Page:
*My grandfather liked to have a fire going even in spring, and after my grandmother's big meals he would flop down on the carpet in front of the fire and take a nap. The first time I brought Marty - my future husband - to the house, I neglected to tell him about my grandfather's naptime habit. He was appalled when we all moved into the living room after dinner. My grandfather was sprawled on the floor and everyone just kept talking and stepping around him.

Marty gasped and caught my arm, gesturing to the floor. "Your grandfather..." he choked. "He's..." "Sleeping," I said. And then felt my face turn bright red when I realized what he'd thought. Oh well, we are a strange family. It's probably a good thing he learned that early on.

My grandfather in a hat my parents brought back from China

*I still remember the neighbors - Dr. Hedge, who had a beautiful Annabelle hydrangea at the corner of his house, the Rockefellows a few houses down, my friends Linda Smith and Jeannie Hamer.

We never did find Lawndale Avenue when we were driving around. Maybe it's for the best. It's always weird to go by the houses from our youth and see someone else living there.

Monday, March 18, 2013

This WAS Me - a Long, Long Time Ago

Sometime in my youth I was given a book called THIS IS ME, copyright 1956 by Polly Webster. While searching for some tax papers I needed the other day, I came across this book. (Normally my papers are organized, but our move last year changed all that.) I wrote in this book, according to my pencil notations, when I was 8, 10, 11 1/2, 12, 13 1/2, 14, 17, 20 and 43 years old. It's intended as a sort of diary, but I'm not surprised to see additional notations by my little sister Laura and Kerry, who was my best friend back in the day. (We're still friends now but we don't see each other very often.) 

Me at about age 8 - sadly lacking a tiara

I was interested to see the books I liked back then. (Most of these I remember, but I was surprised to see a list of classics posted in 1969, when I was 17. I have to laugh when I read the headings: "Books I read because I had to" and "But these books I read because I wanted to read them." Under that list, my comments included Mystery Books and Good Books and (my daughter will snicker) the misspelled "Island of the Blue Dolfins."

This one is funny and kind of sad. The heading of the page is "If I had a thousand dollars I would..." (Well, there are no ellipses, but - damn it - there should be!) In my innocence at age 10, I wrote: "If I had a thousand dollars I would send 1 hundred dollars of it to CARE, 1 hundred the slums in Chicago and with the rest (!!!) I would buy myself a house, new clothes, some kittens, furniture food and (gotta love it) a tiara. I would (editor needed here to insert "spend") the rest for mostly bills." The REST???

As a teenager, when I should have been more worldly-wise in economics, I still expected that a thousand dollars would pay for a year of college (clearly, my son did NOT get his math smarts from me!). In the midst of my charitable inclinations, I also included a haircut and makeup for myself, as well as CHOCOLATE ECLAIRS.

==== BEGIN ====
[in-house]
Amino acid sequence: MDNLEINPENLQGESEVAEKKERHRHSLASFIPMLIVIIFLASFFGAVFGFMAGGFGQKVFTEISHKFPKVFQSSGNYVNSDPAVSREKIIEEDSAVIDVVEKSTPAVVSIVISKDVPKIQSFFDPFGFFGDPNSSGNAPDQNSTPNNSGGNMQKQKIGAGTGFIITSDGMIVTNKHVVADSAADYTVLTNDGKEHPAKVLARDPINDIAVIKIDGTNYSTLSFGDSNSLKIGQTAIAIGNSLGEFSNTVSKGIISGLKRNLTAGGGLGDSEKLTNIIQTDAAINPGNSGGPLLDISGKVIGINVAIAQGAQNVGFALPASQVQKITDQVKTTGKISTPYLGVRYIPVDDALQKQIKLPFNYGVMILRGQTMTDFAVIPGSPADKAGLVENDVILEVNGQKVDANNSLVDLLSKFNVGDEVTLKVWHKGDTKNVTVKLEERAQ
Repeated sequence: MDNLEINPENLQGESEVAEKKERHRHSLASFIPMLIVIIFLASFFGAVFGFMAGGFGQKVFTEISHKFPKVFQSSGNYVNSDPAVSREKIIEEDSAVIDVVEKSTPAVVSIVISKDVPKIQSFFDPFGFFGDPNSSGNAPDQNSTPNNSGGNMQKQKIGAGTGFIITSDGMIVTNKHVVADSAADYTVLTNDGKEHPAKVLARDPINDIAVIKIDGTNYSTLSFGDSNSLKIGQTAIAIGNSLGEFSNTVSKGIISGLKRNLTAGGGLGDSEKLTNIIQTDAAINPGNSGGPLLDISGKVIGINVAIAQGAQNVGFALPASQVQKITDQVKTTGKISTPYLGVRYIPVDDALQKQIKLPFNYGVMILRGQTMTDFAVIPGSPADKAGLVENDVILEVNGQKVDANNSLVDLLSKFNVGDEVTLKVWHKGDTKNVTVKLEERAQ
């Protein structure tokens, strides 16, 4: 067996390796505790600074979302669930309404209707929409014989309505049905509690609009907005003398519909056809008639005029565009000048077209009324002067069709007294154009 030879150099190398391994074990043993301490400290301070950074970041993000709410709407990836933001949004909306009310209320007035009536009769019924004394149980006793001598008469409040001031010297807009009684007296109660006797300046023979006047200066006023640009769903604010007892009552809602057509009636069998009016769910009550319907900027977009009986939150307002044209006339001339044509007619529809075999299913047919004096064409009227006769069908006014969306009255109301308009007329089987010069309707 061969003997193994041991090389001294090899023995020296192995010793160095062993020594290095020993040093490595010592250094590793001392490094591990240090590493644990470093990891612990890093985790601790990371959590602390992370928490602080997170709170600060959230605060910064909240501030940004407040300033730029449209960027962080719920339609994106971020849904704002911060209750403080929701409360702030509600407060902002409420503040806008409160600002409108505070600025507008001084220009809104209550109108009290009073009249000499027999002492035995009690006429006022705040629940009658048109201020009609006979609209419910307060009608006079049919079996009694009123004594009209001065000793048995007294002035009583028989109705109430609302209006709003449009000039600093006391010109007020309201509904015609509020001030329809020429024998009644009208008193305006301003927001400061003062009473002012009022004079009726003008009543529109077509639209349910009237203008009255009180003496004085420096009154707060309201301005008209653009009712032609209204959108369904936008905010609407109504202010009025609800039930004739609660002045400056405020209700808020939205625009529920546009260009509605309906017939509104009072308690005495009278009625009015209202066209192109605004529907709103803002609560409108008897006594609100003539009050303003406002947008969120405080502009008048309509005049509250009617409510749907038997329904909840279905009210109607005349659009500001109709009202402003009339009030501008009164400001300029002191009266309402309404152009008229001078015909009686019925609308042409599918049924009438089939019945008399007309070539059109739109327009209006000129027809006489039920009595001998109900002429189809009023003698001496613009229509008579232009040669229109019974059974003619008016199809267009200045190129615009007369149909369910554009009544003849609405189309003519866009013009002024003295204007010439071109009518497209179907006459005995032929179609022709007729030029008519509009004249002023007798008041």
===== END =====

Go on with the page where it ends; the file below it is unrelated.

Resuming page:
On the "When I Grow Up" page, I'm shocked to see "hair stylist" at the top of the "Things I Want to Be" (along with writer, wife, mother, social worker, saleslady, newspaper reporter, etc.). I think that was wishful thinking, because I've always found the talent for hair styling elusive. Judging by the sample of my artistic talents on the right, it's clear to see why I never became an artist. I'm surprised to see that on the list. (I'm also mystified by chef, nurse, dressmaker and architect - those must have made the list because I'd recently read books that featured heroines with those careers.)

Easy to see where my priorities were! Notice house and baby came before college and car. I was mad about the Beatles, but did eventually marry an Englishman and got my wish to go to England. (Who knew I'd eventually live there, too?) Nowadays I can afford to treat myself to dried apricots and chocolate eclairs - rare treats growing up in a family of seven - although it's a tragedy neither are quite as appealing as they were back then.

On other pages I listed things I worried about:

"If I'm really all that much taller than everyone else" (I was 5'7" in middle school, eventually reaching 5'8")
"If my dress is up in back"
"If I'm a pest"
"If I'm monopolizing the conversation" (odds are, yes!)
"If I'm going to pass math"
"If I'm going to be late to school"
"If I have food on my face"
"If my hair's messed up" (I'm going to guess "yes" on this one, too!)

My favorite things to do? According to this book:

Goof off (sub-heading: Goof off with BOYS) *snicker*
Watch TV
Listen to radio (that would have been my primary source of Beatle music)
Ice Skate

My favorite colors were, surprisingly, white and pink. Favorite magazine was Ingenue, favorite books - same as now, too many to list. Favorite food: pizza. (What? Not chocolate eclairs??) Favorite place - now this is a mystery: Indiana! Favorite pastime: Reading. Then, apparently when I was trying to be cool as a teenager, "Gin & Tonic" was added to the list of favorites.

I went back and commented on my earlier comments when I was older. There is a chart to show responsibilites and I put an X under "Neat." Later I went back and wrote "You're kidding!" next to that one. Next to "I am bossy" I wrote "I DON'T KNOW" in big red letters. (It was a constant oldest-sister concern.)